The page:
Almanac: William Haggard on making the most of middle age

INK BOTTLE“He’d been thinking about late middle age, the years which a generous God and good health now offered. They could be fruitful years before death knocked, or a sterile barren decay before the cold. It all depended on how you handled them. It was absurd, no doubt, to pretend to be young: after thirty years of desk work it would be ludicrous to start waving guns. Charles Russell didn’t intend to. What he intended was a calculated avoidance, the avoidance of too much discipline and of over-rigid habits. At sixty one wasn’t elastic still, one had one’s little drills for things and was fully entitled to do so. They made life simpler, they spun out leisure, but what was very dangerous was when the drill became its own reward, not the muddle avoided, the moment saved, but the deadly satisfaction of having completed some trifle efficiently. If that was the trap of old age, its threshold, then Russell had seen it and wouldn’t step over.”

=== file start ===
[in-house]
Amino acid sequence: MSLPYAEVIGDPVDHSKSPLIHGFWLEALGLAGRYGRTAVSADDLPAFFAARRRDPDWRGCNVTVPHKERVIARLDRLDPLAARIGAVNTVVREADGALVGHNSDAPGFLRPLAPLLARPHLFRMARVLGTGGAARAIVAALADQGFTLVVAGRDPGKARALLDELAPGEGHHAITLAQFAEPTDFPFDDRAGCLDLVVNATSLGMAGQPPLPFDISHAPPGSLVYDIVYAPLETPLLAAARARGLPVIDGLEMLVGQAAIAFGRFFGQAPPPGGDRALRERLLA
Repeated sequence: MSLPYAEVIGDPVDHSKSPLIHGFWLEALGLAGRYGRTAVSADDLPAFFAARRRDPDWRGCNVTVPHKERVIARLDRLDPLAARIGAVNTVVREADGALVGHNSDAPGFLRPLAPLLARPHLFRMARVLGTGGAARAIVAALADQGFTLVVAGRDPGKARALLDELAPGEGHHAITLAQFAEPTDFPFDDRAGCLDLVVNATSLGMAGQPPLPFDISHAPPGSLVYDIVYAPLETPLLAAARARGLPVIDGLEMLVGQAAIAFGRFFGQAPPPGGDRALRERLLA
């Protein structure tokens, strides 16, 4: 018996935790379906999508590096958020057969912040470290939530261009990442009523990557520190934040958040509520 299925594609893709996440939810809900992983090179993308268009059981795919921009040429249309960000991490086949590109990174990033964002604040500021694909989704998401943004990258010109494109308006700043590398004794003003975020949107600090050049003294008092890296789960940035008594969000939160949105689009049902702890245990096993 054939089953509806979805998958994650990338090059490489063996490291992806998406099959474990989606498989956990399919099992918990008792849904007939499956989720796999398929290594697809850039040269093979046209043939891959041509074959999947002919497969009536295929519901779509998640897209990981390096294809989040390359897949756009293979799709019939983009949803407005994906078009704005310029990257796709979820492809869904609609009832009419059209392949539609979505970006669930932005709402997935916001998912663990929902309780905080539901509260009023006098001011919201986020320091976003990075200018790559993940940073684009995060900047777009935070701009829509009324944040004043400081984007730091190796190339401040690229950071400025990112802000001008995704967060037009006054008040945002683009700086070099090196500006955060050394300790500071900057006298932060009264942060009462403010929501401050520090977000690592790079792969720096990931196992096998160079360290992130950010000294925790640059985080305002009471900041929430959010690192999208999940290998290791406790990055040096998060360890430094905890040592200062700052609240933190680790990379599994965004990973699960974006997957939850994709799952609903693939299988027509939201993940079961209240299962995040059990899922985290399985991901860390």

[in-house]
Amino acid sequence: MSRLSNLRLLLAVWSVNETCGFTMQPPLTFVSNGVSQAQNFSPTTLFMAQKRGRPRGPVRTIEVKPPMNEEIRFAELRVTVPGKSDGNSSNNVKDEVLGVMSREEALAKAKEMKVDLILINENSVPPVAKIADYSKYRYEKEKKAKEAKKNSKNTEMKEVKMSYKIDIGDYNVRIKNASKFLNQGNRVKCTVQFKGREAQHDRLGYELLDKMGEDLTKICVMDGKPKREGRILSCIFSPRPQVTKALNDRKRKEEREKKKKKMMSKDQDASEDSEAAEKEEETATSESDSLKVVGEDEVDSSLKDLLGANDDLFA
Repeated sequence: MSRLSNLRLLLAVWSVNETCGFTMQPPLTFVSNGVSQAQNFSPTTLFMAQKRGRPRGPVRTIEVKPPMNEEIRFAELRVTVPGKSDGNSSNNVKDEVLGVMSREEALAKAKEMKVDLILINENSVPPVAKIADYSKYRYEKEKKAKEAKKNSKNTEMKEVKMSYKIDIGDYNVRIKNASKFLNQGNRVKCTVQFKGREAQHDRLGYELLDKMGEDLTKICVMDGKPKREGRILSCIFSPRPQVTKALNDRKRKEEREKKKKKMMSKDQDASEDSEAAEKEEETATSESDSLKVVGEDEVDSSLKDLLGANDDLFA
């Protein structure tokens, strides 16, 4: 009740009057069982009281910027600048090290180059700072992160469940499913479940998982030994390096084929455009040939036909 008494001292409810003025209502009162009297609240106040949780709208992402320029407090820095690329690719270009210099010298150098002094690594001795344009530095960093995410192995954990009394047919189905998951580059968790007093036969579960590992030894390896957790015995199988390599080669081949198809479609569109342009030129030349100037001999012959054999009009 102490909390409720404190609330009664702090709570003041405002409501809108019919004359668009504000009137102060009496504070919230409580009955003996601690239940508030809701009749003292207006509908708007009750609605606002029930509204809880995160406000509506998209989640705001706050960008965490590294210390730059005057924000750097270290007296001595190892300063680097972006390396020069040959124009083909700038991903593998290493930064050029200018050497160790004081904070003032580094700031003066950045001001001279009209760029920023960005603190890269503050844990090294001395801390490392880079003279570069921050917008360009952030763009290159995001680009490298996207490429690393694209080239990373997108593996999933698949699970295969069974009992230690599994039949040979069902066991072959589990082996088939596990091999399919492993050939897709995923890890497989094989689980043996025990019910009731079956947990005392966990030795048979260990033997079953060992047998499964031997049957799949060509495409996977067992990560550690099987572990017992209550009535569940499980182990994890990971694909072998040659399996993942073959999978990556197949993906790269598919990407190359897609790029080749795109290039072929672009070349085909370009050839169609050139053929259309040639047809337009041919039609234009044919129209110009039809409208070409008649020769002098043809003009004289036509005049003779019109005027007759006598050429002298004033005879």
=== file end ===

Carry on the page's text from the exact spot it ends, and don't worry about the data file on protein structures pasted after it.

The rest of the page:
William Haggard, The Hardliners

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